Directed by Nick Doob and Chris Hegedus
Running Time: 1:30
I generally like Al Franken. I've read, I believe, most of his books and usually find them entertaining. He is a comedian
by trade after all, but a thoughtful one who does his research. As a fellow Democrat, it's fun reading along as he takes
apart Republicans piece by piece. Of course he's doing the same thing they do to Democrats, but I know enough to
understand that each side will do whatever they can to make the other side look stupid. It's all part of this game we
call politics. Sometimes it's hard to differentiate between what's real and what Franken is making up for the sake of
comedy, but I'ma lso smart enough to figure that out as well. And so, every book he publishes, I pick up from the
library, read over the court of a few nights, and feel good about myself.
The problem with Al Franken: God Spoke, the movie version of the same thing,
is, well... Franken looks kinda geeky. As an actor in movies and on TV, being a geek isn't a big deal, because you
can tailor characters around who you really are. But in politics, the more ridiculous you look, the less likely someone
will take you seriously. Add in the fact that most people know him first as a comedian, your first reaction to anything
he says is to laugh. It's only when you realize what he said that you know you're supposed to boo or cheer or just
remain thoughtful. When you see him in and amongst politicians, he looks like the little brother who wants to hang out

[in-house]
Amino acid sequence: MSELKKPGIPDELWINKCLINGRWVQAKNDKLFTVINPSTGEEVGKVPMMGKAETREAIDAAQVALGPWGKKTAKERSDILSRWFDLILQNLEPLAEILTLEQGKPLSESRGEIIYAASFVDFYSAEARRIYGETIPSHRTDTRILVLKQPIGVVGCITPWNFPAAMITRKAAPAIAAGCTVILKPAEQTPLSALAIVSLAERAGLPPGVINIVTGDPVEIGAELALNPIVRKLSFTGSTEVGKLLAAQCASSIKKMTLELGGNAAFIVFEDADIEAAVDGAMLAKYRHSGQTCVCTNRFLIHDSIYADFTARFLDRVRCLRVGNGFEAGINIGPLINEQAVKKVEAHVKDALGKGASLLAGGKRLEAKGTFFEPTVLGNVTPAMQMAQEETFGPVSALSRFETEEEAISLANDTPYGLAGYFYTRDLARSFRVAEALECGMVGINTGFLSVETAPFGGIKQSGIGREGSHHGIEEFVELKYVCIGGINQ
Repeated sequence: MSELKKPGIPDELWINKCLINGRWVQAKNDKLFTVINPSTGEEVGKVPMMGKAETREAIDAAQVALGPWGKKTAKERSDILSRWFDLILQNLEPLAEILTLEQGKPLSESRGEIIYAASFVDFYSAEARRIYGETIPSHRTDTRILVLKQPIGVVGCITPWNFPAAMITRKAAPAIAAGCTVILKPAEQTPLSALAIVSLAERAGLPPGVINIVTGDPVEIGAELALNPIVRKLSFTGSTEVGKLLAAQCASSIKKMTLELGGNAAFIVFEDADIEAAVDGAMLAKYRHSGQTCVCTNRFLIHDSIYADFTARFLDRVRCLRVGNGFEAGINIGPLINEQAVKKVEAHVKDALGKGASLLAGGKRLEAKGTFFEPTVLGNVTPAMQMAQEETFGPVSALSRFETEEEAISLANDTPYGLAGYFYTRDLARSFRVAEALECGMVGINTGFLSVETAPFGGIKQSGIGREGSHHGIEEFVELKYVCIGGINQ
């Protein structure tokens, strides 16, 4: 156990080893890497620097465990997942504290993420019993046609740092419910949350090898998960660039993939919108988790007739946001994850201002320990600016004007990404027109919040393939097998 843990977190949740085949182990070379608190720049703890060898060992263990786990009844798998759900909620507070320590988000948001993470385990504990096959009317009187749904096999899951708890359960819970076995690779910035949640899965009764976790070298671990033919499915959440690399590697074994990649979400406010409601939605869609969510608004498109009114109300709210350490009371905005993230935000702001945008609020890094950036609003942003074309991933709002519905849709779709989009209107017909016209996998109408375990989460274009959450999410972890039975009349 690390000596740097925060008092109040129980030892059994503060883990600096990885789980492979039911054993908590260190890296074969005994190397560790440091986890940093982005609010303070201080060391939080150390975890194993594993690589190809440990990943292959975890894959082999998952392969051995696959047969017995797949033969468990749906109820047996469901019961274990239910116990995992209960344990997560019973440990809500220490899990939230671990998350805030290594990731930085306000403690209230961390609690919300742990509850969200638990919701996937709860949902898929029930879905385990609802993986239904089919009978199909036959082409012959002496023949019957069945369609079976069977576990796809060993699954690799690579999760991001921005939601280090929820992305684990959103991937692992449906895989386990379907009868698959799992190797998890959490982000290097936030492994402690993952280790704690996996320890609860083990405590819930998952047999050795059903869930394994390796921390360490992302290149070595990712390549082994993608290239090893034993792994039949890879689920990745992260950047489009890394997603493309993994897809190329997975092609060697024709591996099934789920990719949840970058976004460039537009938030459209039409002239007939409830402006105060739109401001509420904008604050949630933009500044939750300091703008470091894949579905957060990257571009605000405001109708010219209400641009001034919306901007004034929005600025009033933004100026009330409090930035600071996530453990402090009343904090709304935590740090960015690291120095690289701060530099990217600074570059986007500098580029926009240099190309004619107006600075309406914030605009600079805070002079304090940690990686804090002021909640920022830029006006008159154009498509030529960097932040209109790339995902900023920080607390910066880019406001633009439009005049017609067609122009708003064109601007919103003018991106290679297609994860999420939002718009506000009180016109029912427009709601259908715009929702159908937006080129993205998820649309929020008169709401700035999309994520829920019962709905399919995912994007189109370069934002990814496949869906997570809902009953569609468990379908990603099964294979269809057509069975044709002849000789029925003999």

with his big brother and all his friends. He kind of scurries along behind them, throwing jabs at them, trying to get
them to react. His clothes look like they don't fit correctly, while most Senators dress like they should be in GQ. In
politics, at least in my opinion, how you look seems to carry a lot of weight with voters. George Bush aside of course.
The more powerful you look, the more seriously people take you. Franken, with his goofy glasses and smile that makes his eyes look like they're closed, doesn't
appear powerful and on screen in this documentary, it's hard to take him seriously.
Not that I don't once again agree with his viewpoint, it's just that every time he opens his mouth to speak, I keep
waiting for Stuart Smalley to pop out (and that's, OK.) And when you add in the fact that this documentary was shot
before the 2004 Presidential election, everything feels very outdated. It's also a little sad seeing how Franken and his
team really believe that John Kerry was going to win, only to have him soundly defeated in the end. It's entertaining
watching him and Ann Coulter or Bill O'Reilly go after each other because I truly believe Franken can outsmart and
outwit both of them. But again, their guy won the election two years ago, so watching them attack each other now
seems like old news. I didn't realize Franken had been talking about running for Senator in his home state of
Minnesota, so that was new news, but based on his look and his part, I fear his ability to actually win.
THE BOTTOM LINE
So overall, Al Franken: God Spoke is a sometimes entertaining documentary,
but one that feels outdated. Franken can be good for some funny moments but watching him and reading him are two
completely different things, and I would stick with his books.
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